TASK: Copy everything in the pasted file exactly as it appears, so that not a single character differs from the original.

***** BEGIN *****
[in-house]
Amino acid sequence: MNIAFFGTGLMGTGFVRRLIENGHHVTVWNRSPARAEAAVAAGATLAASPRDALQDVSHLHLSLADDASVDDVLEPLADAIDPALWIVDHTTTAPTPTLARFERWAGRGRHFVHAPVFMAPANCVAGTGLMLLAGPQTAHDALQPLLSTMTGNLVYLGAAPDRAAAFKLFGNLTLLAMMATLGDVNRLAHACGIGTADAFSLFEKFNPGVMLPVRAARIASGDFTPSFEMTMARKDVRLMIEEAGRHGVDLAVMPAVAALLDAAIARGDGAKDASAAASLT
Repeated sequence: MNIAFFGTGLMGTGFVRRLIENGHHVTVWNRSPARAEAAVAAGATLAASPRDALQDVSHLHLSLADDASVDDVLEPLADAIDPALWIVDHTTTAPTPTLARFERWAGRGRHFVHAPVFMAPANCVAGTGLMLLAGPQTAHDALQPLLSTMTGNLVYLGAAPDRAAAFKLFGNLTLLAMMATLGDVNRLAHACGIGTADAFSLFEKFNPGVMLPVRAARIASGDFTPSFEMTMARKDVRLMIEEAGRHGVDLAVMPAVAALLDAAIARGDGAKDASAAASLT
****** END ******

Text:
[in-house]
Amino acid sequence: MNIAFFGTGLMGTGFVRRLIENGHHVTVWNRSPARAEAAVAAGATLAASPRDALQDVSHLHLSLADDASVDDVLEPLADAIDPALWIVDHTTTAPTPTLARFERWAGRGRHFVHAPVFMAPANCVAGTGLMLLAGPQTAHDALQPLLSTMTGNLVYLGAAPDRAAAFKLFGNLTLLAMMATLGDVNRLAHACGIGTADAFSLFEKFNPGVMLPVRAARIASGDFTPSFEMTMARKDVRLMIEEAGRHGVDLAVMPAVAALLDAAIARGDGAKDASAAASLT
Repeated sequence: MNIAFFGTGLMGTGFVRRLIENGHHVTVWNRSPARAEAAVAAGATLAASPRDALQDVSHLHLSLADDASVDDVLEPLADAIDPALWIVDHTTTAPTPTLARFERWAGRGRHFVHAPVFMAPANCVAGTGLMLLAGPQTAHDALQPLLSTMTGNLVYLGAAPDRAAAFKLFGNLTLLAMMATLGDVNRLAHACGIGTADAFSLFEKFNPGVMLPVRAARIASGDFTPSFEMTMARKDVRLMIEEAGRHGVDLAVMPAVAALLDAAIARGDGAKDASAAASLT